From delivering on delivery to winning websites, Elavon’s Michael Bosshammer takes a look at the key areas retailers should focus on for 2024

Once again, it’s been a strong year for ecommerce. Following the biggest Black Friday and Cyber Monday revenues to date, according to Adobe Analytics, profits and sales continue to climb for online retailers and merchants, with the market projected to reach $3bn (£2.4bn) by the end of the year.

No longer pushed by the necessity of the pandemic, online shopping has become a staple of ease and convenience for shoppers, aided by new tools that make it easier to spread costs, process returns, build wishlists and take advantage of online-only discounts and promos.

As the industry gears itself up for a new year, we take a moment to reflect on 2023.

Leaning on research we conducted in partnership with Yonder earlier this year, here we highlight the biggest ecommerce drivers of 2023, with a focus on the key opportunities retailers should be taking into 2024. 

Delivering on delivery

Unsurprisingly, a great delivery and returns experience was a key driver of online spending. In our survey of more than 1,000 UK adults, 66% said that free labels, returns and packaging were a key incentive to shop online, closely followed by reliable delivery at 61%.

This makes sense. As consumers, we know how frustrating it can be when a delivery turns up late or when we have to weigh up return costs when choosing a certain size or style.

These stats reinforce the importance of developing an excellent relationship with your delivery partner. Fully integrated tech and tracking capabilities are key.

For younger demographics, same-day delivery options were particularly popular, with 42% of respondents selecting this as a key incentive.

“While free return options are very well received by customers, they can come with a heavy environmental cost”

If executed well, this presents an opportunity for ecommerce retailers to compete against the high street, which is often chosen for its convenience when something is needed urgently.

It’s key to note that, while free return options are very well received by customers, they can come with a heavy environmental cost.

While corporate social responsibility continues to climb up the agenda for all industries, retailers need to put measures in place to process returns in a more sustainable way.

This may include prioritising electric vehicles for delivery or bringing orders and returns under the same roof to avoid product wastage.

More ways to pay

Another key incentive for online shoppers is flexibility in payments.

Consumers increasingly seek the freedom to pay the way they want – whether that’s via open banking, a digital wallet or with the help of a buy now, pay later scheme to help spread the cost.

And, of course, it’s crucial that consumers are able to pay in their home currency. This can be tricky for retailers who are just beginning to gain momentum outside their home country and don’t yet have the capabilities to set up shop overseas.

Fortunately, tools like Multi-Currency Conversion make it easier for retailers to accept payments globally, enabling them to display prices in more than 100 currencies, process them against the current exchange rate and receive the funds via a single currency of choice.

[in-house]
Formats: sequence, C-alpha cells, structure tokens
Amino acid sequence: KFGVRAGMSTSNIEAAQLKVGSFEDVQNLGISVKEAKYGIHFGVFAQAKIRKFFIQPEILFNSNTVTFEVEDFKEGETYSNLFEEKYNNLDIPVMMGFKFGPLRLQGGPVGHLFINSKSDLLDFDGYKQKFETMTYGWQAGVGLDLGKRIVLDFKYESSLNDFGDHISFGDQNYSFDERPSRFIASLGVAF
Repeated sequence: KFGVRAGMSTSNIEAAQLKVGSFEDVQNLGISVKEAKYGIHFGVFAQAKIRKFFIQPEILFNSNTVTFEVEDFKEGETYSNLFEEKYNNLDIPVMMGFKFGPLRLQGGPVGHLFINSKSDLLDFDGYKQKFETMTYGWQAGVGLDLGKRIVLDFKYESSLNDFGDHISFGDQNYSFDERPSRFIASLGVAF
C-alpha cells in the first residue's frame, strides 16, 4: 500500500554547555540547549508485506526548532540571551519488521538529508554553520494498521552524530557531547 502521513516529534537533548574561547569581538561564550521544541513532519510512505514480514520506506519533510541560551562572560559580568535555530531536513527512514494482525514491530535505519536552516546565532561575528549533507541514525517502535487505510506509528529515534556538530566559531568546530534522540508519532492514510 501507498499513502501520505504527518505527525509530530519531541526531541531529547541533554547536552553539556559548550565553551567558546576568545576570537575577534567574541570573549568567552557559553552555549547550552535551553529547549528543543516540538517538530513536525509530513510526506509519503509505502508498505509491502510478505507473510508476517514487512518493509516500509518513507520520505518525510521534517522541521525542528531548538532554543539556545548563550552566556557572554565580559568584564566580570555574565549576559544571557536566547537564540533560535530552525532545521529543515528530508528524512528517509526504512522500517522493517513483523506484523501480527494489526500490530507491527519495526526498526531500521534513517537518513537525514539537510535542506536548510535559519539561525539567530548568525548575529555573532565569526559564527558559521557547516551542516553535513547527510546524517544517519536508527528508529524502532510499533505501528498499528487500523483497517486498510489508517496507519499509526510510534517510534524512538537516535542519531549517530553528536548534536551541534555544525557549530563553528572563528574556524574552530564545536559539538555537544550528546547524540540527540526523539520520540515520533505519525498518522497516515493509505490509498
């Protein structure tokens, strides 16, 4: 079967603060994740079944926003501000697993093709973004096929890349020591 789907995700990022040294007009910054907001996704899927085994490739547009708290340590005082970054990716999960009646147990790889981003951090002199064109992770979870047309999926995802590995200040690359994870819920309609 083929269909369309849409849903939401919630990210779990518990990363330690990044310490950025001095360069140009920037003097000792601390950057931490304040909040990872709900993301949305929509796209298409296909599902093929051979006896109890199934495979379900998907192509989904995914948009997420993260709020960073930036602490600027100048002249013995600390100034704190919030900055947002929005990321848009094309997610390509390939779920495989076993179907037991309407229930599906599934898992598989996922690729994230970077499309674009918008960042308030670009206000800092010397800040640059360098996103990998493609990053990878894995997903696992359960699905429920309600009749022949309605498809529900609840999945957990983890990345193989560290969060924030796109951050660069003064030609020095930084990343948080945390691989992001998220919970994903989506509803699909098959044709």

A winning website

A well-designed website is another important incentive for online shoppers.

We know that the main driver to a physical store is the ability to see and handle the product the customer is buying.

As this can’t be achieved online, it’s important to showcase your products as effectively as you can – strong imagery and product descriptions are key.

“AR can give consumers that bit of extra confidence to make a purchase, while encouraging extra engagement with your brand”

Video is also becoming increasingly popular, especially with products that may be difficult to set up or use.

While it may sound technical, augmented reality (AR) can be another useful tool for customers to get a feel for a product before they buy.

Whether it’s being able to see a new piece of furniture in situ or trying on a pair of glasses virtually, AR can give consumers that bit of extra confidence to make a purchase, while encouraging extra engagement with your brand.

Know your customers 

Ultimately, as with most trends in business, choosing the right opportunities really comes down to knowing your customer.

While AR may be the next big thing in furniture retail, it probably won’t be much use to an aromatics brand.

Equally, while a gen Z fashion company may see a lot of interest in same-day delivery options, these may not be so popular with fashion brands targeting an older demographic, who are more accustomed to a three- to five-day delivery time.

However, all of the drivers above share a key commonality: flexibility.

Consumers are increasingly in search of more flexibility in the ways they shop, whether that be how they pay, their delivery options or the variety of tools available to get a feel for products before they buy them. Let that be your key driver for 2024.

To explore the full range of insights from this research, check out the full article. Or find out more about Elavon and its range of payments solutions for retailers here.


Michael Bosshammer is head of retail at Elavon Europe